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Riding a motorcycle on a tour, or on a long distance is one of the most satisfying things you can do. But, it also requires a bit of thought. Here’s some tips from experienced motorcycle traveller and journalist, Marc Potter, who’s done everything from riding around Lesotho in Africa on dirt bikes, to riding Route 66, and has covered 1000 miles in a day on occasion, just for fun.

 

Tips for riding long distances:

 

Keep hydrated: Drink at least 1.5 to two litres of water a day when you’re riding. You’ll be amazed how much drinking water helps you keep your focus, and how much you sweat out when ‘just’ sat on a motorcycle covering distance. We always stick a bungee on the back of the bike to attach a water bottle to the rear seat, or ride with a Camelbak.

 

Use kit you are comfortable with: Ride in textile kit so you can open vents if it gets hot, and stay dry if it starts raining. Use multiple layers if it’s cold, you can always take them off and stick them in a pannier if it gets too warm. Use a helmet you know is ultra-comfortable. Using a new helmet is way too risky when you’ve got big miles to cover, and when we say big miles we mean anything from 300+ miles in a day.

 

long distance Iceland

 

Lay off the beers: A few beers the night before your ride may seem like a great idea, but it will only dehydrate you and make longer rides more painful, aside from the obvious risks of still having alcohol in your system when you ride the next day.

 

Move, regularly: It may look weird to other road users, but we regularly play motorway aerobics, take a hand off the bars and wiggle your fingers, stretch your legs, move your neck side-to-side. You’ll feel less stiff for it. All done in safety, of course.

 

Remember to ride on the right (or left): It’s so easy to pull out of a petrol station or junction when abroad, and naturally pull on to your usual side of the road. I once broke my pelvis doing exactly that as I rode on the wrong side of the road into a car. Stick a note to your screen saying, “RIDE ON RIGHT” if riding abroad.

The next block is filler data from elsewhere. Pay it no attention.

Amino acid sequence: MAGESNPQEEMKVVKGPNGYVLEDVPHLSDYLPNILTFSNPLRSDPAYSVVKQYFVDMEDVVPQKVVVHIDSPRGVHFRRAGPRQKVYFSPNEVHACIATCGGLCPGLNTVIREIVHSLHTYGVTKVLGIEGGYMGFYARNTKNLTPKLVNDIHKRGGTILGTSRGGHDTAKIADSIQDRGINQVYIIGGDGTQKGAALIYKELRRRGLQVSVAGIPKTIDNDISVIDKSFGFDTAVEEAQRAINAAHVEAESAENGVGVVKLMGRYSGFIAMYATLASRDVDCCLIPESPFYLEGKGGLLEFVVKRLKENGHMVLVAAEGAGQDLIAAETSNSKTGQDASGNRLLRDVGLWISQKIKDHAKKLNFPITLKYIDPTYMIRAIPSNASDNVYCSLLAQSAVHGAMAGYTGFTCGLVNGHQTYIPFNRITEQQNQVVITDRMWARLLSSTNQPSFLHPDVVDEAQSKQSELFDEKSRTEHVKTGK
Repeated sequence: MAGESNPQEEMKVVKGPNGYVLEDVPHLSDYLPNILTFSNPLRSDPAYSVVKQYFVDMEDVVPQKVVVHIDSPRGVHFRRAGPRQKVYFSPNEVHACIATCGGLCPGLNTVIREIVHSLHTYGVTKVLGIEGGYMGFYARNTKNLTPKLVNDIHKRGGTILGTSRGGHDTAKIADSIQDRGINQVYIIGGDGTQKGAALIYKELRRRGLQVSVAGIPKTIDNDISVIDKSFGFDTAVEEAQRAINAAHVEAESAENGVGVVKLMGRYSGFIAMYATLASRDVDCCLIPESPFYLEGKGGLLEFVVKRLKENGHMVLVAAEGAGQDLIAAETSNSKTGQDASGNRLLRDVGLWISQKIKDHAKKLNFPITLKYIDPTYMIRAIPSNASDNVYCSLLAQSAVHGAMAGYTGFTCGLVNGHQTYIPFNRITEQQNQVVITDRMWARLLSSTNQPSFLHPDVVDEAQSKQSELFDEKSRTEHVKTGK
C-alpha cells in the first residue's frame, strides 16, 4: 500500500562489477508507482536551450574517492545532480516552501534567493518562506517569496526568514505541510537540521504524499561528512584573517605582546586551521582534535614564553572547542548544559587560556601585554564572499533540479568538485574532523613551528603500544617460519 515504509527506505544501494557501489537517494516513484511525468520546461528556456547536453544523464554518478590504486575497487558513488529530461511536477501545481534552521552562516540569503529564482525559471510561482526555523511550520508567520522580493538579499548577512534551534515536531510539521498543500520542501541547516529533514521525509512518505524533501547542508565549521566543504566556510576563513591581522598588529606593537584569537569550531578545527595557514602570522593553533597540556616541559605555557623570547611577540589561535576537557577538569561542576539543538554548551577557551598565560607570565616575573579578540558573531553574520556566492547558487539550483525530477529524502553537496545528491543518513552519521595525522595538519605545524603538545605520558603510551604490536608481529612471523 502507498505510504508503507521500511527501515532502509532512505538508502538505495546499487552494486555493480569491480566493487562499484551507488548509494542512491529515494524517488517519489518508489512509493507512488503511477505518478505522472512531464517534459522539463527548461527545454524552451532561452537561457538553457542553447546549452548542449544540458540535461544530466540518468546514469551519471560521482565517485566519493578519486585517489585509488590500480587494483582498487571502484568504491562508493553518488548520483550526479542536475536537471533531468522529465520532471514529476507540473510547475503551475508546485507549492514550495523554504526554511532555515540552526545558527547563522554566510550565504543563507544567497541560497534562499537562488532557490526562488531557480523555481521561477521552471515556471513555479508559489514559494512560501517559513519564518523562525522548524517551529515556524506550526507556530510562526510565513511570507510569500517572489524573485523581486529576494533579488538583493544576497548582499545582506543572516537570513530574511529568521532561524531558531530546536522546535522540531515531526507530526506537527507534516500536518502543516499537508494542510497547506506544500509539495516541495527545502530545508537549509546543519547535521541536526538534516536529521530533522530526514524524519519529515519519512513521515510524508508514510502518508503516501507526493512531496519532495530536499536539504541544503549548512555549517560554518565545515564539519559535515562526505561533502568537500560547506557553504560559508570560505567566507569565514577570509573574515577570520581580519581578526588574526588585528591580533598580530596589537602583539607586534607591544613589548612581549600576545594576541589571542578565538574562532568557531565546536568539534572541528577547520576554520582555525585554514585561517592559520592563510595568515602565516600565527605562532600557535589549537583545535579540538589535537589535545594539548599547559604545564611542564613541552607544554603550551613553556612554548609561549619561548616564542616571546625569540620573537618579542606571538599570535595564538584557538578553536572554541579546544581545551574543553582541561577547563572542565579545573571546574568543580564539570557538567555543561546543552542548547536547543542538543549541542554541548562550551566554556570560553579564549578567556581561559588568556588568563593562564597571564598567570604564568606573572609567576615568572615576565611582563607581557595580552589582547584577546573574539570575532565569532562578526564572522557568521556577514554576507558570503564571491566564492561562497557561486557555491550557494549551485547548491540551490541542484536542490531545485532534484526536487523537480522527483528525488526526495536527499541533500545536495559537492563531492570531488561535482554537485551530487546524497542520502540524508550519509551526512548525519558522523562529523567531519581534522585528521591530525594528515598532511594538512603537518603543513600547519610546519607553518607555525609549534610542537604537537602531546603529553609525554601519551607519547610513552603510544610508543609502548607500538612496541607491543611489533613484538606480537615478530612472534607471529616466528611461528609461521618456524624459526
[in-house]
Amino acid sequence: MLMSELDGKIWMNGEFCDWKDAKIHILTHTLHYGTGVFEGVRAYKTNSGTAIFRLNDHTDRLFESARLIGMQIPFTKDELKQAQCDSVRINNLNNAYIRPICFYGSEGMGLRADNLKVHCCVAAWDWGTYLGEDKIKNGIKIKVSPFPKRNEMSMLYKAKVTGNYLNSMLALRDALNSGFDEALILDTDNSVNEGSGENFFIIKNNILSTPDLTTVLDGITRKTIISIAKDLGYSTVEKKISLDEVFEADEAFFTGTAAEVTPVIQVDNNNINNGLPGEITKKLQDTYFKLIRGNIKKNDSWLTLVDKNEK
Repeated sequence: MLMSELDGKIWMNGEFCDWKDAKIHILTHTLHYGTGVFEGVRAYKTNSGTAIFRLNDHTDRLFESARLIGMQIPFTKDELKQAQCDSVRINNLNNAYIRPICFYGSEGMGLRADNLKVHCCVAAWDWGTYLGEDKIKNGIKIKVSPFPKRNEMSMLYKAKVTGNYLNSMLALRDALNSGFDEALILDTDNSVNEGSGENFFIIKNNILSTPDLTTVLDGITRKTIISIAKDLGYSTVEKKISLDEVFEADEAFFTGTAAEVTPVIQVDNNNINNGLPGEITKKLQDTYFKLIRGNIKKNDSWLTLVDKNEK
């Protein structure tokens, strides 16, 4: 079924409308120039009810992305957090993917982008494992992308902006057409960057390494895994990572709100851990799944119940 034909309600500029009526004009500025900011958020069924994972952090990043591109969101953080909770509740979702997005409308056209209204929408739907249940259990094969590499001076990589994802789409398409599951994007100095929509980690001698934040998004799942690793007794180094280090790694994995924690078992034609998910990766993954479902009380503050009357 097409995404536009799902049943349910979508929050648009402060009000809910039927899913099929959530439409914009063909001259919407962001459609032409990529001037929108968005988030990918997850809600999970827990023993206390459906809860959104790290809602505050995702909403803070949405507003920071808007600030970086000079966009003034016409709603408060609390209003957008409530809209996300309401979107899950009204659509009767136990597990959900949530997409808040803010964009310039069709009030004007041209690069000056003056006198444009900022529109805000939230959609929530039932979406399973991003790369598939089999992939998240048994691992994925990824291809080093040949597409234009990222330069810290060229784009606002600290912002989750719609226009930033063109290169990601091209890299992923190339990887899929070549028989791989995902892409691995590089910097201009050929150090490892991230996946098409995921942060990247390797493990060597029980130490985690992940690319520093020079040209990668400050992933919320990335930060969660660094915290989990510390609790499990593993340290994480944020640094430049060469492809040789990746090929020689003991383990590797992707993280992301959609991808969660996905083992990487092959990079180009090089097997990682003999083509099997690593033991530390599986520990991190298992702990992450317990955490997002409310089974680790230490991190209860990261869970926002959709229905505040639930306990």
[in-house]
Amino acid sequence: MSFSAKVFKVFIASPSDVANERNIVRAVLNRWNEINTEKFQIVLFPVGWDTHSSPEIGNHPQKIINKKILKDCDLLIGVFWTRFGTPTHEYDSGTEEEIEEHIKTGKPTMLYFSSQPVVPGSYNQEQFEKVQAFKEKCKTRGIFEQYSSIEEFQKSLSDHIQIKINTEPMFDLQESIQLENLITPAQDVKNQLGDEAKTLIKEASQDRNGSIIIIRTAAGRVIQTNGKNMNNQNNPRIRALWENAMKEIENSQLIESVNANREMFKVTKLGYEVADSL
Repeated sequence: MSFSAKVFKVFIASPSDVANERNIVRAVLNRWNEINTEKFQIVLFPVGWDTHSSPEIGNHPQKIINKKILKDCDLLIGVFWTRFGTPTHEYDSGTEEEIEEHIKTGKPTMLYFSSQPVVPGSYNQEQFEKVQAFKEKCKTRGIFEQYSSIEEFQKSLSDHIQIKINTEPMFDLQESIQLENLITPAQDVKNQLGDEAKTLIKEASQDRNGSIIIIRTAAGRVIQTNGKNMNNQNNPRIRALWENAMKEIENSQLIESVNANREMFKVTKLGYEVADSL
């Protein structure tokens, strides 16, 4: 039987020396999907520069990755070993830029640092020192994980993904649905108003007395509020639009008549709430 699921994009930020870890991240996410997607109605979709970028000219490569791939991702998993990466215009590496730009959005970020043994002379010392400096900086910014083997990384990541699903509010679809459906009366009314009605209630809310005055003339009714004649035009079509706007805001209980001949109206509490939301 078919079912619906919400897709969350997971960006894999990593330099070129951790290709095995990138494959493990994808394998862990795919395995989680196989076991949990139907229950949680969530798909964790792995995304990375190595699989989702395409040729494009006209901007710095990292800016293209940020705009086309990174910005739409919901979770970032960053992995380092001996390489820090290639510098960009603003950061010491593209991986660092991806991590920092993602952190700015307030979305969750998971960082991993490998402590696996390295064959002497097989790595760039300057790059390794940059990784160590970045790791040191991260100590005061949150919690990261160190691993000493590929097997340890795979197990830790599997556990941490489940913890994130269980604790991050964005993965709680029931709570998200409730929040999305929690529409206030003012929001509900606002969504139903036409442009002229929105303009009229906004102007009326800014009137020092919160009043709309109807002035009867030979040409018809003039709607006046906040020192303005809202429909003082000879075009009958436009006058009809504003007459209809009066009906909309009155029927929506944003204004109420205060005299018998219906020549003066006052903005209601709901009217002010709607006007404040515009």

Only stop once every other tank: If you stop and have a drink every time you fill your bike up, you will lose so much time. Use a strict stopping plan, so you only stop for a drink and snack every other tank.

 

Check your documents are all in order: It goes without saying, motorcycle insurance, licence, MOT, yellow jacket if required for the country you are in, spare bulbs, first aid kit. Get the basics right and you can spend more time riding. After all, that’s why we’re here, right?

 

Make sure your bike is up to date on its service: If you’re planning a big trip, and we’re talking 2000+ miles, you don’t want your oil to be on its last legs when you get to your destination, so give your bike a home service, or get it professionally done. Failing that, at least check your tyres are good for the distance, and mechanically your bike is sound, the chain is adjusted, and your oil is at the right level.

 

Set your bike up for yourself: Move your handlebars to the right position, move the span adjust brake levers to where you like them, soften off the suspension if it feels a little harsh, invest in a gel seat pad if you often get a numb rear on the weekend 100-mile ride. That screen annoying you? Then invest in a taller one before you go. These tips will make a big difference to the number of miles you can cover in comfort when on your big trip.

 

mark potter long distance riding

 

Keep your visor clean: Flies, bugs, road grit and grime. Keep your visor clean, using a proper visor cleaner like Motul, or but one of those small, pocket-sized glasses cleaning kits from Boots for around £5.

 

Do a test run beforehand. Load your motorbike up with all your kit that you are taking on your trip and do a 50-mile ride. Ride in the kit you will use on your big tour. That way you’ll know if anything isn’t working, or the tank bag you have doesn’t fit properly, the jacket your wearing flaps at speed etc, before you’re committed to your big ride. It’ll get you into the groove too, especially if you’ve been out of the saddle for a month or two.

 

Check your route before setting off: Have a look on Google Maps and see what the traffic is like before you leave. Have a safety map written on your tank or in your tank bag of key roads and directions to head for, should your sat nav fail.

 

Get bike fit: Do a few warm-up exercises before you get on the bike to get your body warmed-up in the morning. Seriously!

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